Positive Education is a sub-discipline of Positive Psychology. Positive Education is defined as education for both traditional skills and for happiness. It combines the traditional skills of achievement taught within the education system with the much needed skills of wellbeing.
The high prevalence worldwide of depression among young people, the small rise in life satisfaction, and the synergy between learning and positive emotion all argue that the skills for happiness should be taught in school. There is substantial evidence from well-controlled studies that skills that increase resilience, positive emotion, engagement and meaning can be taught to schoolchildren.
Professor Martin Seligman (University of Pennsylvania) is the founder of this field of Positive Psychology which focuses on the strengths and virtues that enable individuals to thrive. He did a great amount of the pioneering work in Australia with Geelong Grammar School in Victoria.
Seligman has identified a number of areas which contribute to living a fulfilling life; positive emotion, engagement, relationships, meaning and accomplishment. His research has indicated that, by giving attention to these areas, individuals have the ability to contribute to their own happiness, regardless of their circumstances.
Positive Psychology activities heighten our awareness of what is working well in our lives, allow us to better understand our own character strengths and fill us with a sense of gratitude and empathy. A proven consequence is that levels of optimism and resilience are increased and, in turn, the likelihood of depression is decreased.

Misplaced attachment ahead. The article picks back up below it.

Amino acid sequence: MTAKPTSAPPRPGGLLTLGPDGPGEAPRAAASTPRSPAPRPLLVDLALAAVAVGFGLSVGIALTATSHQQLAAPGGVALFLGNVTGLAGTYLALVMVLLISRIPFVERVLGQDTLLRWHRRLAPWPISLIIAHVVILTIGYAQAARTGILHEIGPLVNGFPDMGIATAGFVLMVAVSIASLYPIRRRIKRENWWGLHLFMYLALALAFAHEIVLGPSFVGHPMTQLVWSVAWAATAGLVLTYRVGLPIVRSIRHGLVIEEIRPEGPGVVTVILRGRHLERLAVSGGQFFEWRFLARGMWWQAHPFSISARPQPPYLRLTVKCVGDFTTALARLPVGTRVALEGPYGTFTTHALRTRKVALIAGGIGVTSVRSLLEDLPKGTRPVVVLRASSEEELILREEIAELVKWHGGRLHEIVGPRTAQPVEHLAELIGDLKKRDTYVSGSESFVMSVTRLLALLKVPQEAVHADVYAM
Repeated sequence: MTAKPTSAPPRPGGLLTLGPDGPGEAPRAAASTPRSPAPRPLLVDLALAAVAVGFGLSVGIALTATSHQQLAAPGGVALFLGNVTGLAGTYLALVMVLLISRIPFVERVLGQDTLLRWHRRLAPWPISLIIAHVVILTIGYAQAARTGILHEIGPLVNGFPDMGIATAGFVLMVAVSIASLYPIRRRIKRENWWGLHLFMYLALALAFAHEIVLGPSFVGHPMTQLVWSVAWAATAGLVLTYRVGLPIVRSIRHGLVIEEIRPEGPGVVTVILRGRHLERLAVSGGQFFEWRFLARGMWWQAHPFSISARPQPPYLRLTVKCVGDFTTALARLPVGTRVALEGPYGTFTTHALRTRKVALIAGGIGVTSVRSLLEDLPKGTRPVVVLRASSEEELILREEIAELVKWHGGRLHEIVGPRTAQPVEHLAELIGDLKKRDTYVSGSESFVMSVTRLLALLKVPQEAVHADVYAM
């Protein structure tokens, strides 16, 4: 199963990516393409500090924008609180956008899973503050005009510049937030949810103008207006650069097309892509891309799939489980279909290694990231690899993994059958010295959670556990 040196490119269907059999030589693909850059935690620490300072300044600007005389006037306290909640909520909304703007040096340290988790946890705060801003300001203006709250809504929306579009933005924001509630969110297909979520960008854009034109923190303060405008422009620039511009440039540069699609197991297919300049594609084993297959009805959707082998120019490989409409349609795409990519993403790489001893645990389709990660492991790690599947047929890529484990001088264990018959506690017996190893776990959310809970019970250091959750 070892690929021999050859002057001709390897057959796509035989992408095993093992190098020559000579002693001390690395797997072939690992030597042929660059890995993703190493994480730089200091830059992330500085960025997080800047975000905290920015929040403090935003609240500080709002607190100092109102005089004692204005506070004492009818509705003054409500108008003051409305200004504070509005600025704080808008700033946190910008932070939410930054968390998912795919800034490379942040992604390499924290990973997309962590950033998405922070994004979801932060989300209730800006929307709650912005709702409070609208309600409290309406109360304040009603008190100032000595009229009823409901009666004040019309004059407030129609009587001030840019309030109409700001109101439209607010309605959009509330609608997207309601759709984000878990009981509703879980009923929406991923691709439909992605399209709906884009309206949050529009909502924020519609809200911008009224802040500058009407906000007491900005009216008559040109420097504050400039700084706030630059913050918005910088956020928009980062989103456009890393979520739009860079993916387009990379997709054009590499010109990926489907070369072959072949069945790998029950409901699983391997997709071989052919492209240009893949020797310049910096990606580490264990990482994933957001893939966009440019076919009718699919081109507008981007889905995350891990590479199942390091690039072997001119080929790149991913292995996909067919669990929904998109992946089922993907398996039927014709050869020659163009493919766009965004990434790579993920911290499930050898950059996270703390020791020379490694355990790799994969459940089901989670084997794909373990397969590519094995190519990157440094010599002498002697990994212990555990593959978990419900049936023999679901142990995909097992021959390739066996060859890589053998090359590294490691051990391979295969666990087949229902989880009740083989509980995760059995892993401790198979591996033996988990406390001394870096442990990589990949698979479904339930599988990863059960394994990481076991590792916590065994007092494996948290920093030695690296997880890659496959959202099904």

Research is also showing that not only can depression rates be reduced but creativity; academic success and contribution to family and society are likely to be improved.
We aim to improve engagement amongst our students, encourage them to maximise their talents and increase their connection to the school and community. Ultimately, we want to equip them with the qualities to enable them to become well-rounded, happy and productive members of society.
In essence, happy and healthy kids are more likely to reach their full potential.
For more information please see this paper from the Oxford Review of Education, Positive education: positive psychology and classroom interventions (2009).